weekly Saturday show over KMBC in Kansas City, Missouri, the Brush Creek
He was a featured performer on the Nighttime on the Trail show on KMBC which
was on the CBS coast-to-coast network back then. The show was on at 11:00pm Monday evenings, he
played the part of a moon-struck cowboy balladeer. The half-hour show featured other
artists such as The Rhythm Riders along with occasional duets with Louisiana Lou. Andy
Anderson (the wizard of the accordion) was part of the cast as were the Tune Chasers. Harry
Douglas handled the task of the announcer for the show.
While at KMBC, Don also teamed up with Denny Slofoot.
He was also a member
of the Dinner Bell Roundup at noon each weekday on KMBC. And finally,
played himself on the Adventures of the Trail Scout that was heard over KMBC's popular
Big Brother Club meeting each weekday at 5:15pm.
He also recorded on the Blue Bird and Decca labels as well as making several
They wrote that in 1939, he was leading his own show in Europe and singing
over Radio Normandy in France. When the Germans came, he retreated back to the continent,
but returned again as a member of the U.S. Army in the 8th Air Force.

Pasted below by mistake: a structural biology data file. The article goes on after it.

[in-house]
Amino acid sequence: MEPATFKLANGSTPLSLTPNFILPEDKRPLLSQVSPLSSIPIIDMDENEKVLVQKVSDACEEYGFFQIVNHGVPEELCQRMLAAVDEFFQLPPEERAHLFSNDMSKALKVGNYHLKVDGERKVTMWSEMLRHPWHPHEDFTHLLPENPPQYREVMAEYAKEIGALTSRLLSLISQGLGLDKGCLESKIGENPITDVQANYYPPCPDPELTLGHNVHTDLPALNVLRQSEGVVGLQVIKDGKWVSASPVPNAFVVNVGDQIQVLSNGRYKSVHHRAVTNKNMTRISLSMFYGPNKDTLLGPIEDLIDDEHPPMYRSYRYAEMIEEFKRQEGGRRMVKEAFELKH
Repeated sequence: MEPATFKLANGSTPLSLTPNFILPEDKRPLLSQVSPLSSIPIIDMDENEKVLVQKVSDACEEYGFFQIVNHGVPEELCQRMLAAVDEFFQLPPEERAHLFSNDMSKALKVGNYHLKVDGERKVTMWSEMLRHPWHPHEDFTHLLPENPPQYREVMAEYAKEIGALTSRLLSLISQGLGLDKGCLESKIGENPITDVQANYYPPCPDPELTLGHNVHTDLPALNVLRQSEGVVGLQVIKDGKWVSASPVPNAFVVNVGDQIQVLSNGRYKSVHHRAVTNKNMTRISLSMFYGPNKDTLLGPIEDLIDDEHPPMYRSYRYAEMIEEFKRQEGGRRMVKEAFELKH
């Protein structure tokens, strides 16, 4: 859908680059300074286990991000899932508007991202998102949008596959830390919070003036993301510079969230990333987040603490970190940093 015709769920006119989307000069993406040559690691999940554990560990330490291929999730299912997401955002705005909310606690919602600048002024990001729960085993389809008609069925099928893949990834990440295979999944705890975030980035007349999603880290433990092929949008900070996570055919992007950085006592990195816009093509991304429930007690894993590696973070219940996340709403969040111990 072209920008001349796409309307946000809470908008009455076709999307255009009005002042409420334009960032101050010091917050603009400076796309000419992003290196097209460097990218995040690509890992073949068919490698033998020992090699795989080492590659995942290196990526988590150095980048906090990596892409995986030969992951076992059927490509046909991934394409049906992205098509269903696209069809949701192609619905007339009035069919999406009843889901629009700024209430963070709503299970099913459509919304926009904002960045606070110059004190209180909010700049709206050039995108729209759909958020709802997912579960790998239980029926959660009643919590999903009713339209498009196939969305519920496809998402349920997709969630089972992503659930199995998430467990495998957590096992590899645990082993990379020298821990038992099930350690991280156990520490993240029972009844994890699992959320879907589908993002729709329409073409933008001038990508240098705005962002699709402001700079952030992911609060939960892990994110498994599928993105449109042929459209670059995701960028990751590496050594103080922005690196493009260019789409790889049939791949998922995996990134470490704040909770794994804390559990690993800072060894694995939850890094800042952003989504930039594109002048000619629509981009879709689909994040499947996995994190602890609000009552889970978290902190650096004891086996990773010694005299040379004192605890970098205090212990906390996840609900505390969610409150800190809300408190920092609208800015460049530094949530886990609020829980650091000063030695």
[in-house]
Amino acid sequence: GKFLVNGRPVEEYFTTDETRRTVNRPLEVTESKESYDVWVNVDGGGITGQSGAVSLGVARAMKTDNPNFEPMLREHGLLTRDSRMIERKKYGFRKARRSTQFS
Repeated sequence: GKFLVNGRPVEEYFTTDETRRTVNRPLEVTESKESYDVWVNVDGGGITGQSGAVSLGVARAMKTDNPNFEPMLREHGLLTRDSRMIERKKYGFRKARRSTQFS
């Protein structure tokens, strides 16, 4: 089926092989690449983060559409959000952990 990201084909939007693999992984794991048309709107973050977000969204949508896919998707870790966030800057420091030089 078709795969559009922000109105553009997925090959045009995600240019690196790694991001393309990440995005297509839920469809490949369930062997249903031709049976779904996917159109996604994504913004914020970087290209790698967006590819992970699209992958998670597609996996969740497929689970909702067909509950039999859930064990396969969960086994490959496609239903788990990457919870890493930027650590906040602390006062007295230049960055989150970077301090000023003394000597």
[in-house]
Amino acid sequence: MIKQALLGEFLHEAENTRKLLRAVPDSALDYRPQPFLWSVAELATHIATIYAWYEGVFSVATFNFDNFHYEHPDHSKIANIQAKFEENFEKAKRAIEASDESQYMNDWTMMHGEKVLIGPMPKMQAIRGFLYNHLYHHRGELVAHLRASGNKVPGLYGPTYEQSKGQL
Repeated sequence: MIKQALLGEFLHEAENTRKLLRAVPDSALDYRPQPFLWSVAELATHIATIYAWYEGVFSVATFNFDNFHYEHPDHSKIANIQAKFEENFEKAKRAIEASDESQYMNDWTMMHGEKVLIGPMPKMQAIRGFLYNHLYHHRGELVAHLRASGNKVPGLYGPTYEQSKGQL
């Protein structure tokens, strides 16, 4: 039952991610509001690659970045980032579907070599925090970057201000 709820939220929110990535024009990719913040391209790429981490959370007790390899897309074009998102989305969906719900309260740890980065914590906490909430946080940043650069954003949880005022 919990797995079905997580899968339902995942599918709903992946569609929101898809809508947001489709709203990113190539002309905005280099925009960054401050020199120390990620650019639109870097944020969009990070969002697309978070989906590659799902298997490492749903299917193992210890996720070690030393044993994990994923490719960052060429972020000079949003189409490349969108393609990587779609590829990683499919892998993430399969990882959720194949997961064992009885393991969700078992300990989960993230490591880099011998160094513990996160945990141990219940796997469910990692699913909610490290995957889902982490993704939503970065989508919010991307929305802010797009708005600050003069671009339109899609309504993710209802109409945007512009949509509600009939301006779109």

In 1953, Don was working over radio station WHB in Kansas City, Missouri with
his band, the Midwesterners that included:
- Gail Cavanaugh
- Slim Hayter
- Bob Gooth
Don and the band in addition to their radio station work, did numerous
personal appearances in the Kansas and Missouri area.
Around 1956, he was appearing on the Cowtown Jubilee show being aired over KCMO (KIMO?) out
of Kansas City, Missouri.
Timeline and Trivia Notes
Movies appeared in by Don Sullivan:
- Dusty Trail
- Stick With Your Guns
Credits & Sources
- Mountain Broadcast & Prairie Recorder; March 1946; Mountain Broadcast Pub. Co., Inc.;
New York, NY
- Country & Western Jamboree; January 1956; Maher Publications, Inc.;
- Country & Western Jamboree; April 1956; Maher Publications, Inc.;
- From Song and Picture Barn Dance Magazine No. 3, 1947, published by
Song and Picture Barn Dance Magazine, Chicago, IL, Ed Deuss, Editor.
- Country Song Roundup No. 6; Vol 1. No. 6; June 1950; Charlton Publishing Corp.,
- Country Song Roundup No. 22; February 1953; American Folk Publications, Inc.;